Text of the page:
Avast ye, green sailor, and hunker your breetches as we set sail upon the seas of independent development. This week’s sidebar comes to you all the way from Vienna, Austria, a country that is in fact landlocked, rendering sea-faring impossible. However, that is one of its least interesting aspects, for this week I present to you an interview with Martin Pichlmair of indie team Broken Rules, who hail from this fair European city. You may have heard of them for their much-praised WiiWare (and one-time Humble Bundle) title And Yet It Moves. Right now, they’re working on a fascinating game based on flight, named Chasing Aurora. Read on to find out more!
Good morning, Martin. Can you tell us about what you do at Broken Rules?
Good morning, I’m Martin Pichlmair and I am one of five co-founders of Broken Rules. Our mission is to make games that offer great entertainment and meaning that goes beyond the game. We want to make games that stay in your brain long after you’ve powered down your computer. Currently, Broken Rules consists of eight people. My job is a hybrid of designer/producer/developer/salesperson. I help run marketing, co-wrote our engine, do a lot of business development and help designing the games. None of us does a job alone. We all cooperate as much as possible.
What is your personal history?
I’ve built my first game when I was about five years old at a camp site in Italy. Actually I knew back then that I would be making games for life. But I got sidetracked and started studying until I received a doctor title, and then worked at the university and as a media artist for some time. When my art was on the brink of turning into a professional endeavor, I knew that I would much rather start a game business than become an artist for the rest of my life. So I quit my day job at the university and started a video game company. It felt like coming home from day one.
So, moving to your current project. You’ve said that Chasing Aurora is the first in a series of flight-themed games. Can you go into some detail about this?
We’ve started working on two titles back-to-back. A multiplayer game with a strong action focus and a moody single player game. We’re currently only focusing on the multiplayer part and want to see how that goes before we return to the single player game. To complicate things further, we’ve even added a challenge-based single player mode to the multiplayer game.
I suppose there’s a lot of crossover endemic to the development process. Speaking of, how is development coming along? Are you still on track for a November 2012 release?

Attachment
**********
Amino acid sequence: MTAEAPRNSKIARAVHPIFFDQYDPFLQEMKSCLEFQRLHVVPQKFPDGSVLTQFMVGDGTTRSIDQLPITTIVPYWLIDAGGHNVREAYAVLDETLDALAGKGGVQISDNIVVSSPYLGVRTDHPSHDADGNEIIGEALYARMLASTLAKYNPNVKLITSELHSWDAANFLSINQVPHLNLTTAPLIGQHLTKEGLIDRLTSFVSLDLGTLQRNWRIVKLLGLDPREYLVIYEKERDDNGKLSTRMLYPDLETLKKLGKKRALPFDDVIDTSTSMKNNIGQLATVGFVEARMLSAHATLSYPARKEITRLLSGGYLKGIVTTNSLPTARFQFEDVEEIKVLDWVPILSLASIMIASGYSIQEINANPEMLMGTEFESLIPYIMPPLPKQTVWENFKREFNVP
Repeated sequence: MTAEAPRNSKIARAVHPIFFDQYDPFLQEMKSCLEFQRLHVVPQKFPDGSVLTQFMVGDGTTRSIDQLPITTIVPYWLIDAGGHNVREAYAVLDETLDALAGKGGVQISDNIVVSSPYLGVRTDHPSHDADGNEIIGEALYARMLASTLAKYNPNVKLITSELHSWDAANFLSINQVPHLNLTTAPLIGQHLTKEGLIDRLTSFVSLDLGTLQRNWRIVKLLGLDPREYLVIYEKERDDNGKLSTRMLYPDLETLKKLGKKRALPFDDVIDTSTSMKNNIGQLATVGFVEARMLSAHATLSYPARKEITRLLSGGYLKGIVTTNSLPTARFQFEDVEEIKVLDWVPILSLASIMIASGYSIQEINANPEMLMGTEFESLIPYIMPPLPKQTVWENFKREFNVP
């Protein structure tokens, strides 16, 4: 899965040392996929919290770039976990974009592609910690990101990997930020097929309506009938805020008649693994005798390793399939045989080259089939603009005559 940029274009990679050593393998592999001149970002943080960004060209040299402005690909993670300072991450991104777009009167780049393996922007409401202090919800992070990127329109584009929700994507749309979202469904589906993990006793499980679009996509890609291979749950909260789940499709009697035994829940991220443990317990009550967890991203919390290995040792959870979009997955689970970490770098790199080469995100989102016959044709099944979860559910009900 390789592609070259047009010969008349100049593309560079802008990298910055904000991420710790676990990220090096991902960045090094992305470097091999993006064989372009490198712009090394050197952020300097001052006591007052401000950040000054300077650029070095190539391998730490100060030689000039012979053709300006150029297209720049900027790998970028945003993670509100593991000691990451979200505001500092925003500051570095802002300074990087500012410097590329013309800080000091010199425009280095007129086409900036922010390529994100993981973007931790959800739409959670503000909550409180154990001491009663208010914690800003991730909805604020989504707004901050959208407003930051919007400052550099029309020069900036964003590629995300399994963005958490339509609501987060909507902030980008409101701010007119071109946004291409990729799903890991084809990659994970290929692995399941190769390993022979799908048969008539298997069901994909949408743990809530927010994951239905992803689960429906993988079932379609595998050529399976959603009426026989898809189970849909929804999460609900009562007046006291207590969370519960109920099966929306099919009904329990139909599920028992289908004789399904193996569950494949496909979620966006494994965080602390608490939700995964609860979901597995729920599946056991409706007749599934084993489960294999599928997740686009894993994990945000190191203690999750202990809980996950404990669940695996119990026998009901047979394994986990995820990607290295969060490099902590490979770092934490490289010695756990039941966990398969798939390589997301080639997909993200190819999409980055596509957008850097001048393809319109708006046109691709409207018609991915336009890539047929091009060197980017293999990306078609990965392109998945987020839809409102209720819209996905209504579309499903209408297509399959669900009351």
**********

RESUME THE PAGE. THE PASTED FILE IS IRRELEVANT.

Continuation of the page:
We’re right on track and while I can not guarantee that we’ll make it we certainly do what we can to meet our deadline.
“We’ve had nine-year-olds that picked up the controller and were able to enjoy the game right from the start.”
Chasing Aurora is coming to the Wii U. Are you making special use of the Wii U pad?
You control the bird in a very traditional, yet intuitive way. The stick steers your character and the press of a button flaps its wings. The Wii U GamePad provides an additional viewpoint. For example, in the Hide and Seek mode, if you are the bird who is hiding, you get your own view on the game on the DRC (Display Remote Controller). You can play the single player mode on the GamePad alone.
And Yet It Moves is a platform game with manipulation of space around you. Did an urge to be even more free within that space lead you into the realm of flight withChasing Aurora?
Felix, our lead designer, had a dream about flying right when we were starting to think about our next game. We worked on dozens of prototypes and the only thing they had in common was that all of them were physics-based. After trying his flight-racing prototype we knew we were onto something. It took us more than half a year to figure out what it is we were onto, though!
Nintendo has put a lot of focus onto casual gaming in recent years, yet Chasing Aurora looks to have a somewhat steep learning curve for mastering the power of flight. How long can players expect to spend learning the game?
We’ve had nine-year-olds that picked up the controller and were able to enjoy the game right from the start. Of course, some players need more time to adjust to it. We’ve designed the controls and the gameplay to offer enough depth to be interesting to the core gamer, too. The advanced single player levels require mastery of the system. On the other hand, a game of new players in multiplayer is usually quite balanced.
So there’s quite a scope of playability. How much of the game is single-player and how much is multiplayer?
There are three multiplayer game modes and one single player challenge mode. The multiplayer games are played in tournaments. The modes share the levels, so it’s hard to say how ‘much’ each one is. Personally, I have spent hours in the single player mode because it is quite addictive for me.
“It is personal and authentic and feels like a part of your life.”
How was the Indie Megabooth for you?
The Indie Megabooth was awesome! There were so many great games in such a small area. We’ll surely participate in the next Megabooth all over again. Also, PAX rules.
What is the most difficult part about being an independent developer? And the most rewarding part?
The most rewarding part is that you have so much responsibility. The whole game is yours to make. It is personal and authentic and feels like a part of your life. The audience gets that, too. Actually this is also the most difficult part!
Finally, what’s your most prized gaming possession? Is there anything you’re still holding onto from the dark ages?
That one’s easy: The cloth map and the aluminum coin from Ultima V!
Chasing Aurora is still in development for the Wii U, with an expected launch date of November 2012.